Jim Capaldi was a major figure on the British rock scene from the 1960s into the new millennium; he achieved stardom both as a founding member of Traffic and as a successful solo artist, and was also an accomplished songwriter and instrumentalist who collaborated with some of the most prestigious artists of his day.
Nicola James Capaldi was born on April 24, 1944 in Evesham, Worcestershire, England. Capaldi came from a musical family: his father and grandfather were gifted accordion players who played professionally, and his mother was a singer with a group that worked in radio and recording. Capaldi's family encouraged his musical ambitions, and he learned to play piano and the drums as a youngster. When he was 14, he joined his first band, playing drums with a local outfit called the Sapphires, and in 1963, he formed the Hellions with guitarists Dave Mason and Gordon Jackson; Capaldi played drums and sang. After several bassists failed to make the grade, Dave Meredith came aboard, and in 1964, the Hellions played a residency at the Star Club in Hamburg, Germany, the Beatles' old stomping grounds, where they backed singer Tanya Day. Upon returning to England, the Hellions relocated to London, worked as a backing band for vocalists Dave Berry and Adam Faith, and landed an extended engagement at London's Whisky-A-Go-Go Club, where American producer Kim Fowley saw them and signed them to a deal with Piccadilly Records. From 1964 to 1965, the group issued three singles, and John "Poli" Palmer joined as drummer so Capaldi could concentrate on his vocals. However, in 1966, the Hellions returned to Worchester after their recordings failed to chart, and when the final Hellions' single was issued under the group name the Revolution without their knowledge, Mason quit the band. Luther Grosvenor became their new guitarist and the Hellions renamed themselves Deep Feeling, but the new group only lasted a few months when Capaldi got a call from Mason. While in Hamburg, Capaldi and Mason had struck up a friendship with Steve Winwood of the Spencer Davis Group, who were also playing in Germany at the time, and after splitting with Davis, Winwood had begun jamming with Mason and multi-instrumentalist Chris Wood at a Birmingham club called the Elbow Room, and Capaldi was invited to join them. The foursome soon cohered into a band called Traffic.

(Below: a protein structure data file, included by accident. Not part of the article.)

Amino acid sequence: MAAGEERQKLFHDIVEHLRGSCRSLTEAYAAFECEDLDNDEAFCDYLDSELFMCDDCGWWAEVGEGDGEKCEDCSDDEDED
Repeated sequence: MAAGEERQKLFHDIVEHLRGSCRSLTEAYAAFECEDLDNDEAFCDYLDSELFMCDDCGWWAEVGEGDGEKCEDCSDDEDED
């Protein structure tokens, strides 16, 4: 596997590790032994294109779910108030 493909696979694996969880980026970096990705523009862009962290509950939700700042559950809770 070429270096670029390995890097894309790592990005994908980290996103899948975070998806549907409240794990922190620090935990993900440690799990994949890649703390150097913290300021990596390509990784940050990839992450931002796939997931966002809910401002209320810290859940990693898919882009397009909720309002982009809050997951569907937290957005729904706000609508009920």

While Capaldi was most readily recognized as Traffic's drummer, he was also one of the group's main songwriters, and co-wrote two of the highlights from the band's debut album, "Paper Sun" and "Dear Mr. Fantasy." The group's career was tumultuous early on, with Mason briefly leaving the band before rejoining in time to record their second album, only to be fired during the tour in support of its release. In 1969, Traffic split up when Winwood left to join the supergroup Blind Faith with Eric Clapton and Ginger Baker, but that band proved short lived, and what was intended to be Winwood's first solo project became Traffic's reunion album, 1970's John Barleycorn Must Die, when Capaldi and Wood came aboard to help with the sessions. In their second incarnation, guest drummers often joined the lineup (including Jim Gordon and Roger Hawkins), giving Capaldi more room to play keyboards and sing, and he continued to be the band's principle songwriter along with Winwood. In 1972, while Traffic was on hiatus after Winwood fell ill, Capaldi released his first solo album, Oh How We Danced, which included guest spots from Winwood, Mason, and Paul Kossoff of Free; it included a minor U.S. hit, "Eve." In 1973, Capaldi took part in Eric Clapton's legendary Rainbow Concert, in which the guitarist appeared on-stage with an all-star band after spending 18 months fighting a drug addiction. In 1974, Traffic finally broke up, and the following year, Capaldi scored a major chart hit in the U.K. with a cover of the Everly Brothers' classic "Love Hurts." Capaldi stayed busy throughout the '70s and ‘80s, recording a steady stream of solo albums, occasionally sitting in with Winwood and Mason, and staging frequent European tours with his band the Contenders while periodically scoring hits with tunes like "Living on the Edge" and "That's Love" (from 1982's Fierce Heart) and "Something So Strong" (from 1987's Some Come Running). In 1993, Winwood invited Capaldi to help him work on his next solo album, and once again, the project evolved into a new Traffic set, 1994's Far from Home, with the new edition of the band (minus Mason and Chris Wood, the latter of whom died in 1983) touring extensively in support, including an appearance at Woodstock '94 and several dates with the Grateful Dead. 1994 also brought Capaldi new success as a songwriter when "Love Will Keep Us Alive," a tune he wrote with Paul Carrack, was recorded by the Eagles for their reunion album Hell Freezes Over and became a hit single. While Capaldi released another solo album after the Traffic tour, 1995's Prince of Darkness, and in 1998 went out on tour with Dave Mason (which spanned the album Live: The 40,000 Headmen Tour), through the second half of the decade he was uncharacteristically quiet, not emerging with a new album until 2001's Living on the Outside, which included guest appearances from George Harrison, Paul Weller, and Gary Moore. In 2003, Capaldi performed as part of a George Harrison memorial concert that was released in CD and video as Concert for George, and in the fall of 2004, he released a new solo effort, Poor Boy Blue. Also in 2004, Traffic were inducted into the Rock & Roll Hall of Fame, and Capaldi and Winwood began work on a new Traffic album, but the project came to a halt when Capaldi was diagnosed with stomach cancer. The disease claimed his life on January 28, 2005. A comprehensive box set covering Capaldi's career from the Hellions to his final solo efforts, Dear Mr. Fantasy: The Jim Capaldi Story, was released in 2011. ~ Mark Deming